Lumpsum consideration received on retirement is chargeable to capital gains – Hyderabad ITAT


Smt Girija Reddy v ITO [IT Appeal No. 297 (Hyd.) of 2012] (Hyderabad ITAT)

Background:

During the year under consideration, the assessee, a partner in the firm M/s. Montage Manufacturers, retired and her account had been credited by the firm with Rs. 7,95,88,639 being her share of goodwill. The Assessing Officer held that the crediting of the amount of Rs. 7,95,88,639 in lieu of the assessee’s share of goodwill on her retirement also amounting to transfer, and therefore, such receipt is liable for capital gains tax, as her right in the firm is a capital asset and extinguishment thereof amounts to transfer.

Assessee’s contentions

  • Referring to sec. 14 of the Partnership Act, it was submitted that the goodwill belongs to the partnership firm and not to the partners. What the assessee got was only her share in such goodwill at the time of retirement, which had been valued and her share was credited to her capital account as per the provisions of Partnership Act, which she withdrew at the time of retirement.
  • If the amount so credited is considered as received on transfer of goodwill and how the same would be taxed in the hands of the partners retiring in any subsequent year. It would therefore, not be correct to tax the amounts as capital gains only in the hands of the retiring partners.

Tax Authority’s arguments

  • Amount received by the retiring partner represents the market value of the assets of the firm, her right and interest including her share in the goodwill of the firm. By retiring from the firm the retiring partner surrendered all her rights therein which were later to be enjoyed by the continuing partners. Her rights over the assets of the firm are not transferred free of cost but for the consideration received from the firm.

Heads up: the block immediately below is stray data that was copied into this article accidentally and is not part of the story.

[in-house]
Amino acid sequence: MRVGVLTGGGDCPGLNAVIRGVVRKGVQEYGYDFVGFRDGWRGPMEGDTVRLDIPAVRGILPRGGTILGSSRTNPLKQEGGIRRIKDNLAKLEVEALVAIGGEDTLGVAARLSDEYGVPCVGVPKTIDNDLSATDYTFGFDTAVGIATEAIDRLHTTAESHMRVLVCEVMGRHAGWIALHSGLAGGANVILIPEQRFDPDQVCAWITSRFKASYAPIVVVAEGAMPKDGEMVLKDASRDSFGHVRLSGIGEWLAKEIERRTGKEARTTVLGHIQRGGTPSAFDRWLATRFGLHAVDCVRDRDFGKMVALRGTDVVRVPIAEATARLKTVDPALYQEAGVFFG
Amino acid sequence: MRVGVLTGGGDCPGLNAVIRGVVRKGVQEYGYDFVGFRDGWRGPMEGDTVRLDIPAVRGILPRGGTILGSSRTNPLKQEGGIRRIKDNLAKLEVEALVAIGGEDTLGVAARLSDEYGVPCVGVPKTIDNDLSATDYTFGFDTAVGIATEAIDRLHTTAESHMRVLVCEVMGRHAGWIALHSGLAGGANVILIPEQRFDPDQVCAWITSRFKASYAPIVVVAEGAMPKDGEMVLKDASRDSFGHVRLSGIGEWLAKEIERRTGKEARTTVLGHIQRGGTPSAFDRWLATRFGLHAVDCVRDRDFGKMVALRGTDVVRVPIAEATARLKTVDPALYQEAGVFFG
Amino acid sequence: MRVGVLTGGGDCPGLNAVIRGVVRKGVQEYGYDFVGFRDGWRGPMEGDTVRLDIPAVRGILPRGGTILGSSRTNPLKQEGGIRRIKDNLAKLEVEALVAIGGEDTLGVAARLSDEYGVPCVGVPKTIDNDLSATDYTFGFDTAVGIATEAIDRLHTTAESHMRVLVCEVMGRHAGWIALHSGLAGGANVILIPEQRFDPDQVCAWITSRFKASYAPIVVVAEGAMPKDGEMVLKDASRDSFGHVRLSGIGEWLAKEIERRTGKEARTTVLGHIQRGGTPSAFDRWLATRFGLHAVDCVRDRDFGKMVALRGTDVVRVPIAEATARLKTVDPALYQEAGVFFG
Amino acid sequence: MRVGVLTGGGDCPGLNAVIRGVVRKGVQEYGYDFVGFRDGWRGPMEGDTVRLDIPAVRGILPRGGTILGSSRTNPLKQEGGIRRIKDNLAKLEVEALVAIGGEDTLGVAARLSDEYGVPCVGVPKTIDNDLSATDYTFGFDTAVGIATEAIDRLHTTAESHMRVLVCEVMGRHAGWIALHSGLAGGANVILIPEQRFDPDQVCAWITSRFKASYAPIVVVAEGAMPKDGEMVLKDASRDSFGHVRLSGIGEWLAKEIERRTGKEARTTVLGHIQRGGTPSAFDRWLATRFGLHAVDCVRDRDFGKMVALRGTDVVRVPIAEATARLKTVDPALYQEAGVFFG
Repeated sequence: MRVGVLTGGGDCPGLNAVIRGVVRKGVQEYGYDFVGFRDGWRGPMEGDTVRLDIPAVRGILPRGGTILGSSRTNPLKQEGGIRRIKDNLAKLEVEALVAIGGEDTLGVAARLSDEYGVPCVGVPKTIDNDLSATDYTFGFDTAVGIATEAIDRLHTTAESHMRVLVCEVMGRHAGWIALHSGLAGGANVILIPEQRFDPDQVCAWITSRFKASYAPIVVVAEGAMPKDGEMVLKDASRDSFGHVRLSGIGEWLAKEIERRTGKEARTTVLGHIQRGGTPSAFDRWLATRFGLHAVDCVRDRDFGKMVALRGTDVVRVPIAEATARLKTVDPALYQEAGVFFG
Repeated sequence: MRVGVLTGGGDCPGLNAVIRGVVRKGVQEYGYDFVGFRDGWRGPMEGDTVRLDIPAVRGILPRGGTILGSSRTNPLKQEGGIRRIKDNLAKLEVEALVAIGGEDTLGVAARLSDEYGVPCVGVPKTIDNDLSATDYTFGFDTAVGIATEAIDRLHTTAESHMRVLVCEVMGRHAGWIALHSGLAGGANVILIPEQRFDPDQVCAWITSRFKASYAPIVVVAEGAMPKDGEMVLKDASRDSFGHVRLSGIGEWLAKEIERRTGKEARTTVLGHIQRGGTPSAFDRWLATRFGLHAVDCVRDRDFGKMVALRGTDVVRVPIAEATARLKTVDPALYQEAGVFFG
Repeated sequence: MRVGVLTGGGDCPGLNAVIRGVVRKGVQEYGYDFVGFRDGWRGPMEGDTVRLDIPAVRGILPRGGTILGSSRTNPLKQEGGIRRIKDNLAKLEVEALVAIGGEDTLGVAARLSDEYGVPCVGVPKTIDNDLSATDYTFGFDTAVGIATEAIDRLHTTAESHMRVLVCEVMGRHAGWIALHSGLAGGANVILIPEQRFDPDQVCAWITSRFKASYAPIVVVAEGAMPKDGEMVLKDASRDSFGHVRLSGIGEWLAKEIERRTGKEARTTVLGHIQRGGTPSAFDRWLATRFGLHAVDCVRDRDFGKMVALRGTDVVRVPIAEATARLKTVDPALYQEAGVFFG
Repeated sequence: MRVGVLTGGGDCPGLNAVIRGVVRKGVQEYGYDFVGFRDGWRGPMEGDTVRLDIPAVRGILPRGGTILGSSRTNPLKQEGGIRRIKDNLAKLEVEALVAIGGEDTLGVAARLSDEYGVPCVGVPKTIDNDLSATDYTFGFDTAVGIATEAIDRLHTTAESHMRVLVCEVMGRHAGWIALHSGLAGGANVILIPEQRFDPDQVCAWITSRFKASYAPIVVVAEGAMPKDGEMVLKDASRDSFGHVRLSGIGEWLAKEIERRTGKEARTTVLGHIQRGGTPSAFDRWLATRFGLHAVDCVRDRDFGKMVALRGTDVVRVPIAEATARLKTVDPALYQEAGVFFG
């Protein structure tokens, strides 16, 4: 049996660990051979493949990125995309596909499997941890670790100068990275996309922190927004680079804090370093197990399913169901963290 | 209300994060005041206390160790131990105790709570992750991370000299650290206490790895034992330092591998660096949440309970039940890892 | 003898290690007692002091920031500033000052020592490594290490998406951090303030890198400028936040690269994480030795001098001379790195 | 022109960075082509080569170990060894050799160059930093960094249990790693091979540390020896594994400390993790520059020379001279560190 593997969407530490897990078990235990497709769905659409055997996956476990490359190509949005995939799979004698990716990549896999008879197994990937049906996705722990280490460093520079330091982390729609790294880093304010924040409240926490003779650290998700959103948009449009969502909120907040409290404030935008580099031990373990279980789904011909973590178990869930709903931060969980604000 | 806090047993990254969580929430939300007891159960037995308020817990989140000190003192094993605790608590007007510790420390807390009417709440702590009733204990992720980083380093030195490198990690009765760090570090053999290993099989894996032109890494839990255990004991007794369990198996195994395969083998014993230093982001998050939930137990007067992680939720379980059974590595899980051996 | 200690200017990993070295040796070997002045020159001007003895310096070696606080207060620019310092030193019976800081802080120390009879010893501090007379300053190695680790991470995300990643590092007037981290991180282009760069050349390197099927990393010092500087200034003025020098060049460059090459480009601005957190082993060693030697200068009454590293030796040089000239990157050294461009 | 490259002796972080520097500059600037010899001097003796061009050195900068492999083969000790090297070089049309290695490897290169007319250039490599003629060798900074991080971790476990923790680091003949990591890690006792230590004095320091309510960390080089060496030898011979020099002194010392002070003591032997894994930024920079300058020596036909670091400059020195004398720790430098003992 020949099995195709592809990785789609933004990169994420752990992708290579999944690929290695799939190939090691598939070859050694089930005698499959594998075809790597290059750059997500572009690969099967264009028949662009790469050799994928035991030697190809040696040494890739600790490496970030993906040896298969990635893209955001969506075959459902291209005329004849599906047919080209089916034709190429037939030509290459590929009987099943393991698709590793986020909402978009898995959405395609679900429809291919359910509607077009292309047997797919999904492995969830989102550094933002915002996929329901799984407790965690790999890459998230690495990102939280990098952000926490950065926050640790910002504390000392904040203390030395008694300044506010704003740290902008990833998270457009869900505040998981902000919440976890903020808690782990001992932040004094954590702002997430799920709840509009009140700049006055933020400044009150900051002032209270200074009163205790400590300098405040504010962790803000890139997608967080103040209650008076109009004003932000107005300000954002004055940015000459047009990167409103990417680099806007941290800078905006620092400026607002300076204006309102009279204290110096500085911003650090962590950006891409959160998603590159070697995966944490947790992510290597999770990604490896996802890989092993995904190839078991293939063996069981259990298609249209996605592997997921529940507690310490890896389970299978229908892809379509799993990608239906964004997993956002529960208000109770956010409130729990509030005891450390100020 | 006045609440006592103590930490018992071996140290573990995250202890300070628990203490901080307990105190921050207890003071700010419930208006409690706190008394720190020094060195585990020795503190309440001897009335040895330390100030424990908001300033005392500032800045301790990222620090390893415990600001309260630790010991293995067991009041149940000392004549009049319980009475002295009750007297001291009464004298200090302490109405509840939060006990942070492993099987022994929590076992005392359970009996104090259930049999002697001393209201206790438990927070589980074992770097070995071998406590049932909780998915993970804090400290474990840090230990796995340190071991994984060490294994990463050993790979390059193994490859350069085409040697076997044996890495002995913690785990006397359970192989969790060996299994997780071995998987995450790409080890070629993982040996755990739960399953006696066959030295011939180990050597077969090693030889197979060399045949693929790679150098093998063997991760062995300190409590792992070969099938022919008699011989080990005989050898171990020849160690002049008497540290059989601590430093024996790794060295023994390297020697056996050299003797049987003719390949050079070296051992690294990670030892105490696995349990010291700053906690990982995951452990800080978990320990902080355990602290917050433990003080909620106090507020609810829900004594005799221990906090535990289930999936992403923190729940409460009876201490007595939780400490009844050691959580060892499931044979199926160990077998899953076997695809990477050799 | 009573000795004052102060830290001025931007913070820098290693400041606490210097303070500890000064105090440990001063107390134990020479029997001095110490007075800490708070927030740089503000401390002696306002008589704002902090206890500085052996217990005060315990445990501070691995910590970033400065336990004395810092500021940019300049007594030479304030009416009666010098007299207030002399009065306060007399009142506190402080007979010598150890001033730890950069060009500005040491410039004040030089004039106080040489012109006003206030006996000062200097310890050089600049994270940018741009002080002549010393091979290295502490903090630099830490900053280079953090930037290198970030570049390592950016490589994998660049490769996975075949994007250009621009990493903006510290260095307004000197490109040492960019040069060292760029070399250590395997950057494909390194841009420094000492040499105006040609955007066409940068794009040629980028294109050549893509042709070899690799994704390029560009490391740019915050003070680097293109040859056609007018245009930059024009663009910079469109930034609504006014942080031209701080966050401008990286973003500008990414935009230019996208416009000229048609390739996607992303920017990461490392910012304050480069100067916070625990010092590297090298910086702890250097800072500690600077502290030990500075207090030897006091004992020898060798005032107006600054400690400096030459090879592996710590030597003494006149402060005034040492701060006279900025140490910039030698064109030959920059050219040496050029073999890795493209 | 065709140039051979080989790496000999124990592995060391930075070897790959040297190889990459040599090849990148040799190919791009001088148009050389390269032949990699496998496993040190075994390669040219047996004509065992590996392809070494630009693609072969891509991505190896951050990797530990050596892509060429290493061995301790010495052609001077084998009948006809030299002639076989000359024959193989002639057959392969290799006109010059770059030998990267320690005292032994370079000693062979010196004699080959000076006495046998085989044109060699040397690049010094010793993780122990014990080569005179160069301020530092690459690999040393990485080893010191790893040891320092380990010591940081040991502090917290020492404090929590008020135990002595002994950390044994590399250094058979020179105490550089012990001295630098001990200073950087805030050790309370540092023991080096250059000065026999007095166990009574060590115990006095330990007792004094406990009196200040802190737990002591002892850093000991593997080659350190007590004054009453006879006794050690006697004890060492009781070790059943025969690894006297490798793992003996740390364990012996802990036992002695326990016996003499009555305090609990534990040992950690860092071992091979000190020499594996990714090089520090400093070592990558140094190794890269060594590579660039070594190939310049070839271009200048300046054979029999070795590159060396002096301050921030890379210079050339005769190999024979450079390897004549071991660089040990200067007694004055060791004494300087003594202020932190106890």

• Hon’ble Bombay High Court in the case of CIT v. A.N. Naik Associates [2004] 265 ITR 346 deliberated upon the purpose of introduction of sub sec. (3) of sec. 45 of the Act by the Finance Act, 1987 and observed that the effect thereof was that the profits and gains arising from the transfer of a capital asset by a partner to a firm would be chargeable as the partners income for the previous year in which the transfer takes place.
  • Hon’ble Delhi High Court in the case of Bishan Lal Kanodia v. CIT [2002] 257 ITR 449, held that where “parties agree to pay a lump sum in consideration of the retiring partner assigning or relinquishing his share or right in the partnership and its assets in favour of the continuing partners, the transaction would amount to a transfer within the meaning of sec. 2(47) of the Act.

HELD:

  • The share or interest of a partner in the partnership and its assets would be property and, therefore, a capital asset within the meaning of the definition u/s 2(14).
  • Reliance is placed on the following rulings of Hon’ble Bombay High Court:
    (a)  Tribuvandas G. Patel’s case [1999] 236 ITR 515 ;
    (b)  CIT v. H.R. Aslot [1978] 115 ITR 255 (Bom);
    (c)  N.A. Modi’s case [1986] 162 ITR 420;
    wherein it was held that if instead of quantifying his share by taking accounts on the footing of notional sale, parties agree to pay a lump sum in consideration of the retiring partner assigning or relinquishing his share or right in the partnership and its assets in favour of the continuing partners, the transaction would amount to a transfer within the meaning of s. 2(47) of the Act
  • Clause No. 17 and 18 partnership deed (retirement) dated 26.12.2007 read as follows:
    “17. On and with effect from the Effective Date, the Retiring Partners shall have no right, title or interest in the firm or its assets.
    18. All payments to the Retiring Partners by the Firm shall be on account of settlement of their capital accounts as set forth above. The Retiring Partners agree and confirm that they have no current claims of whatsoever nature against the Firm.”
  • Lump sum payment is made in consideration of the retiring partner assigning or relinquishing her share or right in the partnership and its assets in favour of the continuing partners. The assessee satisfies the parameters laid down by the Bombay High Court in the cases referred to above and, therefore, there was a transfer of interest of the retiring partner over the assets of the partnership firm on her retirement and, therefore, there was a liability to tax on account of capital gain.

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